Brian Davis: Yeah. So capital improvements, they extend the life span of your building or raise the property value. So an example of a capital improvement is a new roof on the property, a new furnace, for example. Anything that extends the useable life of the building as opposed to maintenance or repairs which are isolated thing or repairs are just isolated expenses to fix something that’s broken and maintenance is ongoing upkeep costs such as painting, mowing the lawn, you know, on going.

Deni Supplee: What about like additions and that kind of thing?

Brian Davis: Those are capital improvements. So in capital, improvements are depreciated just like the cost of the building itself over 7 and a half years.

Deni Supplee: Good old half there. I love that they make it more confusing

Brian Davis: The IRS.

Deni Supplee: Oh, sorry.

Brian Davis: Oh, so Sam Deep says, ”do we have a drafted line on contractors to claim tax deductions or depreciation on repairs and improvements? So if you pay them more than $600,00 for the entire year, for the calendar year, then yes, you should be sending them 10 minutes by law. Then you do need to add on that particular point before they even start.

Deni Supplee: I would get there W.

Brian Davis: I always get nine nine like four to nine, because often you’ll have them start and then you’ll ask and they’ll put you off and put you off and then you’re in a really precarious situation.

Deni Supplee: So you want to make sure and get that information.

Brian Davis: Yeah, they don’t like to give this stuff to you. For one thing, as their personal details like Social Security numbers, people get, you know, a little twitchy about giving up and don’t want to receive them. And they would just as soon sweep that under the rug and pretend that they didn’t get that income when the IRS comes calling.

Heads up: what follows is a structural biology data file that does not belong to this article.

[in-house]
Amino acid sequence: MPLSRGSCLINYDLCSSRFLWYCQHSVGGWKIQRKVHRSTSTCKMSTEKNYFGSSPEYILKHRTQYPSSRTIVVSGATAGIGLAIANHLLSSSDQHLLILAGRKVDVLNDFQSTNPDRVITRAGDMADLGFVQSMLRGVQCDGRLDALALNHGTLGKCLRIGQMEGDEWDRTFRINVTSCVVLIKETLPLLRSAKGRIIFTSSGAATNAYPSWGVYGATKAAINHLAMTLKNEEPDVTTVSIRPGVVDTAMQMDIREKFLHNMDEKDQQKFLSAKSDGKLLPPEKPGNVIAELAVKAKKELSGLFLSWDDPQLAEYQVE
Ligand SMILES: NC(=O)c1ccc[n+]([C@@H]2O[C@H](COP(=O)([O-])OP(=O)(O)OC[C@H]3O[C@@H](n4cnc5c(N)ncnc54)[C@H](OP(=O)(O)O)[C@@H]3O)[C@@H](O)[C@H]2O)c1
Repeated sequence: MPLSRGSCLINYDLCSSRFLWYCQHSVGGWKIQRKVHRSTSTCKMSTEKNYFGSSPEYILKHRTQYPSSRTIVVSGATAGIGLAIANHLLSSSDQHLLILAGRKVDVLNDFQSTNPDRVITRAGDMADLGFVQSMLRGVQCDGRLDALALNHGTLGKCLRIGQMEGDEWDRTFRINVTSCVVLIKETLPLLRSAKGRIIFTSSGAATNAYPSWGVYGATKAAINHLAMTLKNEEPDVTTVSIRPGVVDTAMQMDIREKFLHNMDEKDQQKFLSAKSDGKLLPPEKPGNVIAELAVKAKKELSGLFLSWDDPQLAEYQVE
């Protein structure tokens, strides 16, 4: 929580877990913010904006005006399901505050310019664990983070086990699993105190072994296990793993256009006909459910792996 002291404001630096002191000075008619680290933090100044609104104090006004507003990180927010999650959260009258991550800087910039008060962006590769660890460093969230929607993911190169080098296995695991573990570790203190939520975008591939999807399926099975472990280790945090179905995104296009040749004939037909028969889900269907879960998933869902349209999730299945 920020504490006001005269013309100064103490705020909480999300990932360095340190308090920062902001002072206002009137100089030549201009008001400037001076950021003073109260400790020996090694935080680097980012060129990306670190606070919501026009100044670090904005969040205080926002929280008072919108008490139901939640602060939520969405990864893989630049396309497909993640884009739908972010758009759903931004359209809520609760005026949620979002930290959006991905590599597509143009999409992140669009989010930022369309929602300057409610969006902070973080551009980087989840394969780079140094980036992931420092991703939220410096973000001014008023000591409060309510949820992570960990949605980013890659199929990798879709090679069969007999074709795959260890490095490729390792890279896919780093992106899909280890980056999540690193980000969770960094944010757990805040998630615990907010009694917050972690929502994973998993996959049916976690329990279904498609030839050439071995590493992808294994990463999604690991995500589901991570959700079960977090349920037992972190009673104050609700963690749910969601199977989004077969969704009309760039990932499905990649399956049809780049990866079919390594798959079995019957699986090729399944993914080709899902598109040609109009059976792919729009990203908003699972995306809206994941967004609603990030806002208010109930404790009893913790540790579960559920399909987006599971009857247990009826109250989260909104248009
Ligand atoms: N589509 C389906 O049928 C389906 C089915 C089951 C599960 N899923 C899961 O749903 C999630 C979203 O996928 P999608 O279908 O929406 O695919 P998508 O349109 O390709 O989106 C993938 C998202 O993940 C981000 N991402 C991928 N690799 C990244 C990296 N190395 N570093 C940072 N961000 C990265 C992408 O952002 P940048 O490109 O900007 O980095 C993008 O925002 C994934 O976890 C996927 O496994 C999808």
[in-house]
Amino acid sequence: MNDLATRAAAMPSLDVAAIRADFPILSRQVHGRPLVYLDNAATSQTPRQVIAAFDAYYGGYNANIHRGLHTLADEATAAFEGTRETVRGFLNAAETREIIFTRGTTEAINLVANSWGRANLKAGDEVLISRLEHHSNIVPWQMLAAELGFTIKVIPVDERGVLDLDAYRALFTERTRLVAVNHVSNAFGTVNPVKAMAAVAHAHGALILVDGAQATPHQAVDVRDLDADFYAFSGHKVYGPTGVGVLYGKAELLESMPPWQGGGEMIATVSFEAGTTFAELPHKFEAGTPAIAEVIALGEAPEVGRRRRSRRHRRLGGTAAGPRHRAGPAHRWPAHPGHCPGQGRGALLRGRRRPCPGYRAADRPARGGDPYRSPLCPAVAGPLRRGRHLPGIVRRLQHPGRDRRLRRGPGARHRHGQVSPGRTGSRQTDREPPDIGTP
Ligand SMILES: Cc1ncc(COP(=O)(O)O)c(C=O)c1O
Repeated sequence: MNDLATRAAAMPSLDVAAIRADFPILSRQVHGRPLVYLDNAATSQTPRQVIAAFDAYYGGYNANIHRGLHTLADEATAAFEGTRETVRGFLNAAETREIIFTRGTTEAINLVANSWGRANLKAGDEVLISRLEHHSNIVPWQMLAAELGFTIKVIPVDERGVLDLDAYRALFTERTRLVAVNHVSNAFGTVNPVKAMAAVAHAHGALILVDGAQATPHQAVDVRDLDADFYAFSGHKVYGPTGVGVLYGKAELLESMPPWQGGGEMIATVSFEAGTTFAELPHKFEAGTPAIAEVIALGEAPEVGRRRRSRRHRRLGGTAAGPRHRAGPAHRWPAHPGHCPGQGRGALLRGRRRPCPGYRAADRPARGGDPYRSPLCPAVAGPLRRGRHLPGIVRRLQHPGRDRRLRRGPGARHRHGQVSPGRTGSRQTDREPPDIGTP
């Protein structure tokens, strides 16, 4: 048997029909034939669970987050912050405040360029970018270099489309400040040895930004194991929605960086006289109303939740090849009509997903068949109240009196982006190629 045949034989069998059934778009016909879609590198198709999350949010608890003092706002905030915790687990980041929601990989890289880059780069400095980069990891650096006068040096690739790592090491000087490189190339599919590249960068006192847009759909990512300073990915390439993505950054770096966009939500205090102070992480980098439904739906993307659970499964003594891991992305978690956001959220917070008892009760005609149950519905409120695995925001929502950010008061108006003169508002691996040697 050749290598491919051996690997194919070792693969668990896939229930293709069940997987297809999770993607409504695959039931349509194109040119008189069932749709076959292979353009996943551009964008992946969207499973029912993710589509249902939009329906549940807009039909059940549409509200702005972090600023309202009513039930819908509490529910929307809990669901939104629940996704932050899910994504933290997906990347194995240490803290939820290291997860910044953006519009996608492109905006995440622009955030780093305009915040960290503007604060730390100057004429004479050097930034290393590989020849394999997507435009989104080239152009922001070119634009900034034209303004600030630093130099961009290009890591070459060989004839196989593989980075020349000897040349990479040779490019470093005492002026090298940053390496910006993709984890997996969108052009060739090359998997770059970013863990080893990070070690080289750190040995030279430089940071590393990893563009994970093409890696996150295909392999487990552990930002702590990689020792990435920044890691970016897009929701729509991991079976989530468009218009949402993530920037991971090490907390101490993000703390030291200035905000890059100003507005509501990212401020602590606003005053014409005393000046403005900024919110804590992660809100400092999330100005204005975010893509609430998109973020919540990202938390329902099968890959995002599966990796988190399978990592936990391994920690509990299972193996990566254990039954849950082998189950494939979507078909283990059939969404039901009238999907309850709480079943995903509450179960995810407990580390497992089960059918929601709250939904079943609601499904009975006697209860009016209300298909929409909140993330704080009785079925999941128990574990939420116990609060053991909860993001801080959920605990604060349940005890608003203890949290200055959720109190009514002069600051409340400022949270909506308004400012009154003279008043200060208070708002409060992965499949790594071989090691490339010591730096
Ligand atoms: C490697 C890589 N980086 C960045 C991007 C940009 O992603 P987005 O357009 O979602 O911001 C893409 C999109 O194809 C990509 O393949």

Brian Davis: By the way, I did a link here in the comments to our free rental property depreciation calculator so you can run the numbers on how much you can depreciate each year for capital improvements or for property in general. Now, you know, we touched on maintenance when to go, by the way, maintenance costs and repair costs, those are deductible this year, the entire cost deductible for this year. So those are another thing that you can wrap up before the end of the year if you want to deduct them on your taxes for next year.

Deni Supplee: Absolutely. And it’s important to keep all your receipts, all of that stuff. I mean, most people know that anyway, but sometimes if it costs not much, you tend to like not worry about it, but it adds up.